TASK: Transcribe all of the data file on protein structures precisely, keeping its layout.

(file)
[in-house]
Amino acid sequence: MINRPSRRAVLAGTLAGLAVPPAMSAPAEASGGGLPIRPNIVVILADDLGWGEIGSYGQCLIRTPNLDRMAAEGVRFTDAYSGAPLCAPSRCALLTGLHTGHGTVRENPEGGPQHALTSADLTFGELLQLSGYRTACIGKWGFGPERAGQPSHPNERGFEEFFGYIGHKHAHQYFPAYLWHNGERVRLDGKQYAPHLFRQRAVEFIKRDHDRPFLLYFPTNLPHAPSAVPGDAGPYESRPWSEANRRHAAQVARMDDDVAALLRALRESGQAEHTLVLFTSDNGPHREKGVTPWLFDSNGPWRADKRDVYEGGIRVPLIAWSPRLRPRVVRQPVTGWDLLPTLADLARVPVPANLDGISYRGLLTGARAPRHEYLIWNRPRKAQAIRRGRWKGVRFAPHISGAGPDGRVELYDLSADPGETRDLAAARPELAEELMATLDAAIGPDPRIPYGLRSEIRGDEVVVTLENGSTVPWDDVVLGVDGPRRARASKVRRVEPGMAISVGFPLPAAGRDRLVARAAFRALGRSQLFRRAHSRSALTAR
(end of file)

[in-house]
Amino acid sequence: MINRPSRRAVLAGTLAGLAVPPAMSAPAEASGGGLPIRPNIVVILADDLGWGEIGSYGQCLIRTPNLDRMAAEGVRFTDAYSGAPLCAPSRCALLTGLHTGHGTVRENPEGGPQHALTSADLTFGELLQLSGYRTACIGKWGFGPERAGQPSHPNERGFEEFFGYIGHKHAHQYFPAYLWHNGERVRLDGKQYAPHLFRQRAVEFIKRDHDRPFLLYFPTNLPHAPSAVPGDAGPYESRPWSEANRRHAAQVARMDDDVAALLRALRESGQAEHTLVLFTSDNGPHREKGVTPWLFDSNGPWRADKRDVYEGGIRVPLIAWSPRLRPRVVRQPVTGWDLLPTLADLARVPVPANLDGISYRGLLTGARAPRHEYLIWNRPRKAQAIRRGRWKGVRFAPHISGAGPDGRVELYDLSADPGETRDLAAARPELAEELMATLDAAIGPDPRIPYGLRSEIRGDEVVVTLENGSTVPWDDVVLGVDGPRRARASKVRRVEPGMAISVGFPLPAAGRDRLVARAAFRALGRSQLFRRAHSRSALTAR